If you’d like to find out more on your own, check out Melissa’s book, Toe Up Socks – 2 at a Time. Or check out Knit Picks who has a lovely free downloadable pattern that includes everything you need to know! Also note, these sample socks are baby size except I managed to mess up the foot so it is too long! Stay tuned for my first real socks!

SCOOP! Melissa, who’s been knitting since 2000, grew up in a family of knitters and sewers and crafters, and learned to crochet and sew at a very young age. She has enough yarn in her stash to keep her knitting for the rest of her life! and enough to knit just about anything without having to leave her house! Now that must be some stash! Some of her new knitting ventures include a new book “Teach Yourself Visually Circular Knitting” coming this May and a new website with downloadable patterns and shop. Some other fun facts:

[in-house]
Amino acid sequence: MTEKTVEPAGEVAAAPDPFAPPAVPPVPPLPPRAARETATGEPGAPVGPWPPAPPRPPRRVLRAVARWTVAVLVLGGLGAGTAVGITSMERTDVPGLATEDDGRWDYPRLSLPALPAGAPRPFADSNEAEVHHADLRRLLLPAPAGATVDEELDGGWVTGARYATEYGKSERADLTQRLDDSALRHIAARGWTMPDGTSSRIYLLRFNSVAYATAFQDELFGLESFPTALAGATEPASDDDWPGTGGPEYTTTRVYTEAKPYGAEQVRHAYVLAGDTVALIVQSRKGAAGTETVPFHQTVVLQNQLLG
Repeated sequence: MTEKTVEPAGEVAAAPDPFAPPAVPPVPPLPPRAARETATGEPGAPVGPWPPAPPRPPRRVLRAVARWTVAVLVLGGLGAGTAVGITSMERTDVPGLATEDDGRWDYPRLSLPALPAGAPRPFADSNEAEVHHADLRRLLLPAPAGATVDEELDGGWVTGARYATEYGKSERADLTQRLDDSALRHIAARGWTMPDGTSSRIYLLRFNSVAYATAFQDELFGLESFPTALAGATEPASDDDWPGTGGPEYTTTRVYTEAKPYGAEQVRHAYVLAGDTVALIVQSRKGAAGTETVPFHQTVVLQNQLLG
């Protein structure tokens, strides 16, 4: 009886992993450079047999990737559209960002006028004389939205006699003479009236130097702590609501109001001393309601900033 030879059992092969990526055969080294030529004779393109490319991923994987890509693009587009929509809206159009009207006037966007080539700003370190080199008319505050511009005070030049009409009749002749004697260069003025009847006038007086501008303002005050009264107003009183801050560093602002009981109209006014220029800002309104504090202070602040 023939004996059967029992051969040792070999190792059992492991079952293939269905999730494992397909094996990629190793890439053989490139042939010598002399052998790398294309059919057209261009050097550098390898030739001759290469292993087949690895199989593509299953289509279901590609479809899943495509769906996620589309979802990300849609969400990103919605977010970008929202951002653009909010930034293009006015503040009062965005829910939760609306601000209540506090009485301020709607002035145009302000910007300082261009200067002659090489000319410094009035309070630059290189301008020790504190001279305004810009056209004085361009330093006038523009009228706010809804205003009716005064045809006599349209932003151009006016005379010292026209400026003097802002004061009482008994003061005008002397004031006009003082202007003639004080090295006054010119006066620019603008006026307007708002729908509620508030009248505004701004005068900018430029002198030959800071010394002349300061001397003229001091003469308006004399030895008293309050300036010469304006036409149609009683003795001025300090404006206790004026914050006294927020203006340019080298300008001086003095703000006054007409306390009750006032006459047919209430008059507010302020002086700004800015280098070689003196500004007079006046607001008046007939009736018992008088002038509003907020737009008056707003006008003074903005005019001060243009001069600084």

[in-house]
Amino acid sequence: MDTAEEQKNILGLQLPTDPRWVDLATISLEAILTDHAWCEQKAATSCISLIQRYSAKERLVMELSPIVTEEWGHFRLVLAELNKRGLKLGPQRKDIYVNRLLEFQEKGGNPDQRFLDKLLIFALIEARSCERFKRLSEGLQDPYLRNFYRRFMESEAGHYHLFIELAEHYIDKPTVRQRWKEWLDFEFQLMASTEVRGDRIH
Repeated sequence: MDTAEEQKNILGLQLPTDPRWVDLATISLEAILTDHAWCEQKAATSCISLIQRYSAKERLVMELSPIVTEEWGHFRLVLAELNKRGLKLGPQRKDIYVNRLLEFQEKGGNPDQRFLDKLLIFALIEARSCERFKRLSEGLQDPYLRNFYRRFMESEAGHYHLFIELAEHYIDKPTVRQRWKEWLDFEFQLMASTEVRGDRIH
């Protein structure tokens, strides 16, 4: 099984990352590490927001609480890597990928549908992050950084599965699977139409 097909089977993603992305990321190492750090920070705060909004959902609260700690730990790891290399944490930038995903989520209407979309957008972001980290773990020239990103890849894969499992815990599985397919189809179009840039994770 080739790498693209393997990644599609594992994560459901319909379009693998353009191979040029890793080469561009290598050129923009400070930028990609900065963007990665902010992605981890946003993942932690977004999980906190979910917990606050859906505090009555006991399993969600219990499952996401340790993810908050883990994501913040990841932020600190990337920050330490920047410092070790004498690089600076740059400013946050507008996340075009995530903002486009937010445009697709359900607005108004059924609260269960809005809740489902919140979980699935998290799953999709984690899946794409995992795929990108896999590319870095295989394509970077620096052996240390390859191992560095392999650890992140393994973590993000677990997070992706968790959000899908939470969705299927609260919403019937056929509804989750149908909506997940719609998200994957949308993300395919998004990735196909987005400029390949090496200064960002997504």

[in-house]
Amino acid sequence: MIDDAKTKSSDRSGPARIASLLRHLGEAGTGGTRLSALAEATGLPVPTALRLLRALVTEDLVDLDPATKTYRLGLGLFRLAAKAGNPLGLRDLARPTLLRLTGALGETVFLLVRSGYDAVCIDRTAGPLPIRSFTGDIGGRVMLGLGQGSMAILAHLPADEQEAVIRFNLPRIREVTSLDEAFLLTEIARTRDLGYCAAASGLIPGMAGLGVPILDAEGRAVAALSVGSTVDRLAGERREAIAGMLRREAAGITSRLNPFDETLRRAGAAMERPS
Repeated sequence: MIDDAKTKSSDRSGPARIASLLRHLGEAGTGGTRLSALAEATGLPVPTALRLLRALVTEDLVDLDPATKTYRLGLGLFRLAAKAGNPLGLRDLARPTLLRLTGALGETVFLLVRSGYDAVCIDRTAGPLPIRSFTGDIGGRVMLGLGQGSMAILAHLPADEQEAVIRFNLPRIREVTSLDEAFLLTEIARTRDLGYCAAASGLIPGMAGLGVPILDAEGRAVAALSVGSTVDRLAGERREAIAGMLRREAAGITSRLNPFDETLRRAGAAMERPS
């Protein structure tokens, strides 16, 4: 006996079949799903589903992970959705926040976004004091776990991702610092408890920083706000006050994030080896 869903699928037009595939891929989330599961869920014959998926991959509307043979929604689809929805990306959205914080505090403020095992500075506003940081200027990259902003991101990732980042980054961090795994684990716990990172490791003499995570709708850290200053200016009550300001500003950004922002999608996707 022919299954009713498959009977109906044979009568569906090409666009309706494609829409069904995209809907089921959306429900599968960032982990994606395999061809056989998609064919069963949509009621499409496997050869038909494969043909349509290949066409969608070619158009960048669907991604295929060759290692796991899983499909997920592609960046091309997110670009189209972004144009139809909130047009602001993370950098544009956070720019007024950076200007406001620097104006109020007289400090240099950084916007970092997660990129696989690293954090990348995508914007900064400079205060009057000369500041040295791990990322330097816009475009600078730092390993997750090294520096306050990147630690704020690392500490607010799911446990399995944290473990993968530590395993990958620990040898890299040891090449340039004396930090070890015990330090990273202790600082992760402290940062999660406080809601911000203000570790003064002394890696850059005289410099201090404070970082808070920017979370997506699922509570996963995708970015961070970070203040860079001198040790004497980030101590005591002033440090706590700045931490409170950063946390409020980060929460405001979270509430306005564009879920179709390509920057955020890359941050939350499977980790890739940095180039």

Her Local Yarn Shop is WEBS!! That’s right I had no idea it was actually a yarn shop, I’d always known them from their large online site dedicated to a huge selection of very nicely priced yarn! But it is indeed a brick and mortar yarn shop and to some it’s their LYS! Not only is it her favorite LYS but it’s where she first began teaching and what lead to her first book, 2 at a Time Socks.

Current Favorite Yarns:
Everyday Goto Yarn – Valley Yarns Northampton by WEBS. Yes, they carry their own line of yarns as well. This is her first choice for “crafty projects, outerwear accessories that will see actual snow and ice and warm sweaters”.

Goto Sock Yarn - Lorna’s Laces Shepherd Sock. A popular hand dyed among the knitting/crochet community!

Artisan Hand Dyed – Spirit Trail Fiberworks. “I love what Jen does with color, and I love her yarn bases, which range from luxury to workhorse and back again. I am particularly smitten with her Sunna Sock Yarn“. Sunna is a mix of superwash merino, cashmere, and bombyx silk! That’s a fancy sock!